- Rebecca Puhl: Media fixated on Gov. Chris Christie's weight as he pondered presidential run
- Puhl says weight discrimination has jumped by 66% in past decade, is common in jobs setting
- She says we don't make assumptions about thin people, who may have bad health habits
- Puhl: More people are recognizing weight has nothing to do with abilities, character
This past week, like many Americans, I observed the media frenzy surrounding New Jersey Gov. Chris Christie as he deliberated over whether to opt in or out of the presidential race. As a researcher who studies weight discrimination, I anticipated some of the comments on Christie's body weight that inevitably emerged in the press. I was surprised, however, at just how much his body weight dominated coverage.
Even among reputable news organizations and political pundits, few could resist mocking Christie's "puffed up body," stereotyping him as undisciplined, or offering the unsolicited advice to "eat a salad and take a walk."
Rather than his qualifications, reports often featured derogatory comments -- some veiled, many not -- fat jokes, weight-related puns and abundant stereotypes, providing a clear example of how socially acceptable weight bias and discrimination against obese persons have become in our society.
How common is this? It may seem less significant compared with discrimination on the basis of gender or race, but it is rapidly increasing and no less important. Research shows that weight discrimination in the United States has increased by 66% over the past decade. It is now the third-most common type of discrimination reported by women, and the fourth most common among men. Recent estimates even show that weight discrimination is comparable to prevalence rates of racial discrimination.
Weight discrimination is especially common in the jobs setting. Decades of research have shown that overweight and obese employees are much less likely to be hired than thinner employees (even with identical, or better qualifications), they receive lower wages, are less likely to be promoted and are more likely to be fired from their jobs, compared with thinner employees.
Criticism of Christie's weight suggests this prejudice exists even if the job under consideration is at the highest levels of government -- and it isn't the first time. Surgeon General Dr. Regina Benjamin's excess weight was publicly censured and critiqued in the media discussion over her appointment, often eclipsing consideration of her impressive credentials, awards and accomplishments.
But in this most current debate -- over the issue of Christie's weight -- much of the discussion stems from public misperceptions about body weight and physical appearance.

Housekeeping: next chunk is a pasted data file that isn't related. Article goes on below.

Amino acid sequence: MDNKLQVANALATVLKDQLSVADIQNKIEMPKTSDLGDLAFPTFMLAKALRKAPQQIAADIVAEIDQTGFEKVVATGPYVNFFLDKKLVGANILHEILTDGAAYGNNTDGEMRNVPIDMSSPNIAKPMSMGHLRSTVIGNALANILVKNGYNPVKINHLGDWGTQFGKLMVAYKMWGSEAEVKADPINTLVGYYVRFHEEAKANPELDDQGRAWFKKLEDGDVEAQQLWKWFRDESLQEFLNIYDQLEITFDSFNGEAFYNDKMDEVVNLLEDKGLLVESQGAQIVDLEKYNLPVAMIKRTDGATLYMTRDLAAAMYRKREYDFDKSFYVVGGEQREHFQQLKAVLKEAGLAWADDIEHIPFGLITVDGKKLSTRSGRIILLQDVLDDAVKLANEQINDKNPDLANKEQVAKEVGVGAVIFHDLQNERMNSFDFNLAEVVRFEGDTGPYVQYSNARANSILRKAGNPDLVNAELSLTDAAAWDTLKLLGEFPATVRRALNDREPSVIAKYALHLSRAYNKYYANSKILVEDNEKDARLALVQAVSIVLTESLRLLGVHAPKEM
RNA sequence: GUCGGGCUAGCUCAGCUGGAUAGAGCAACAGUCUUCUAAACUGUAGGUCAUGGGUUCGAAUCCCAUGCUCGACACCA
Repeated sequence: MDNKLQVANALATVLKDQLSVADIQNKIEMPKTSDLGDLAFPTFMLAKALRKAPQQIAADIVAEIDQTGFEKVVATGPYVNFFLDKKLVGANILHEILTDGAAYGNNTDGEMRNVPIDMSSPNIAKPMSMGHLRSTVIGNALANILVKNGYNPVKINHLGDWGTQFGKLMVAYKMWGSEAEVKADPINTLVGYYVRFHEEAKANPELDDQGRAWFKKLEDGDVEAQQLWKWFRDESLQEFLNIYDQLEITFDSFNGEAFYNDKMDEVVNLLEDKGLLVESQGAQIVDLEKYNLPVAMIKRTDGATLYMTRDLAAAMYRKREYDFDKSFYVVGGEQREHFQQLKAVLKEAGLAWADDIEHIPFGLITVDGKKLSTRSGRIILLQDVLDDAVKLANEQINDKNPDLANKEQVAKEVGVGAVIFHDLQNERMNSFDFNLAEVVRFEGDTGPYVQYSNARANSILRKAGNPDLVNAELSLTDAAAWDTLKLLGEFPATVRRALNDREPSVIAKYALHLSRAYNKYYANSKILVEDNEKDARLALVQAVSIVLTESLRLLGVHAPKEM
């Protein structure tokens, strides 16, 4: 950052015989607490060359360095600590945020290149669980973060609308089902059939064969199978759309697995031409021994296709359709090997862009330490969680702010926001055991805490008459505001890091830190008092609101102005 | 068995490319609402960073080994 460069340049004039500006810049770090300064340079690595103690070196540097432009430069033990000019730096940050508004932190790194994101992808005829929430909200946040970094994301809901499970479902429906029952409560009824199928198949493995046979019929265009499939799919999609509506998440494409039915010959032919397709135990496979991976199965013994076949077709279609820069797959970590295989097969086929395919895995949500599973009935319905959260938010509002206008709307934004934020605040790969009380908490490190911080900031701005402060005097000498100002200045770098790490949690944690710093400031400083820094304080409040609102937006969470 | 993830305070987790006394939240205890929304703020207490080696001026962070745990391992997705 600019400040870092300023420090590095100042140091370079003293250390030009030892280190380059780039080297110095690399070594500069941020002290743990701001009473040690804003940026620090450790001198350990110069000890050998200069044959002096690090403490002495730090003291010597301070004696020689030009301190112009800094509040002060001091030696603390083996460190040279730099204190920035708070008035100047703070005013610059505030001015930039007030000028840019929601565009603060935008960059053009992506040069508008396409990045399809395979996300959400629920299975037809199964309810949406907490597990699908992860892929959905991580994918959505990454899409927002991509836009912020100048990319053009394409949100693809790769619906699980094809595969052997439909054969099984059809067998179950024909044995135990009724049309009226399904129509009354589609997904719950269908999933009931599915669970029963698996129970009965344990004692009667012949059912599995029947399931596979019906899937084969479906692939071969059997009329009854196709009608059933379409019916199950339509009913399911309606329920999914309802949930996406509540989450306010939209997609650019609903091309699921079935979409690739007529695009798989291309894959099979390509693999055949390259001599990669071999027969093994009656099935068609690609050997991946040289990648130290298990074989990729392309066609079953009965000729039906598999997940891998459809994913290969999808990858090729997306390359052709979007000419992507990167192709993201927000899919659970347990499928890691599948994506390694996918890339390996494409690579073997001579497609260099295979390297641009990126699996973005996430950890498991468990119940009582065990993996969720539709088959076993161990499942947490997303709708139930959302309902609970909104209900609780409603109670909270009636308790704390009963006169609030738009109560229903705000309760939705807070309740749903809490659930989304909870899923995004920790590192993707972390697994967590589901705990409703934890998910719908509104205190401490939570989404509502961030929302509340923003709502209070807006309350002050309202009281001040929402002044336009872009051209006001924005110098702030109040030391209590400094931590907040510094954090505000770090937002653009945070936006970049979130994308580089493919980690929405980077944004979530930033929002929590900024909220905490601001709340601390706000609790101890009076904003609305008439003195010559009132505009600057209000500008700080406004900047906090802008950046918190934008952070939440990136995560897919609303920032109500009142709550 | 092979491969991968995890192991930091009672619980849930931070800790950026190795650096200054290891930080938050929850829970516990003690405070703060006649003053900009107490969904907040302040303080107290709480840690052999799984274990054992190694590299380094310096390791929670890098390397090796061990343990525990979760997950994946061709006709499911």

Health (and health risk) comes in different sizes. Physical appearance alone is not sufficient to make determinations about health (or to infer anything about other characteristics, such as personal discipline, willpower or political influence, as some recent media reports otherwise suggest).
We cannot make assumptions about Christie's health status, let alone the health status of other thinner political candidates. There are many overweight individuals who eat a balanced diet and exercise regularly; there are many thin individuals who smoke cigarettes, drink too much alcohol, eat poorly, have high blood pressure and are sedentary. Being thin is not an automatic indicator of health, and neither is being overweight. If Christie's health status is to be scrutinized, then the health status of his political peers should be scrutinized as well.
To be clear: There is no reason to assume that a person can't be an effective political leader simply because of his or her body weight. Discounting an individual's credentials, training, abilities or accomplishments because of body weight is discriminatory. And it communicates an unfair, harmful message that a person's talents and contributions to society have lesser value if that person is obese. Given that two-thirds of Americans are overweight and obese, this is neither an accurate nor appropriate message.
Unfortunately, for people who have been discriminated against because of their weight, little recourse exists. There are no federal laws to prohibit weight discrimination. Only one state -- Michigan -- has legislation making it unlawful to discriminate against obese persons. Some individuals have pursued cases of weight discrimination through the Americans with Disabilities Act, but few have succeeded.
And yet the time may be nearing for more widespread legislation. In a recent study, my colleagues and I surveyed a national sample of 1,001 Americans about whether or not they would support legislation to prohibit weight discrimination. We found that many Americans are in favor of these laws, especially in the context of employment.
Specifically, our study found that 81% of women and 65% of men expressed support for laws that would make it illegal for employers to discriminate against obese employees because of their weight. These findings suggest that more people are becoming aware of weight discrimination as a problem in the workplace, and are in favor of doing something about it.
It's time to raise the bar (and the standards of journalistic reporting) for appropriate and respectful treatment of Americans who are obese. Because a person's body weight says nothing about his or her abilities, character or contributions to society.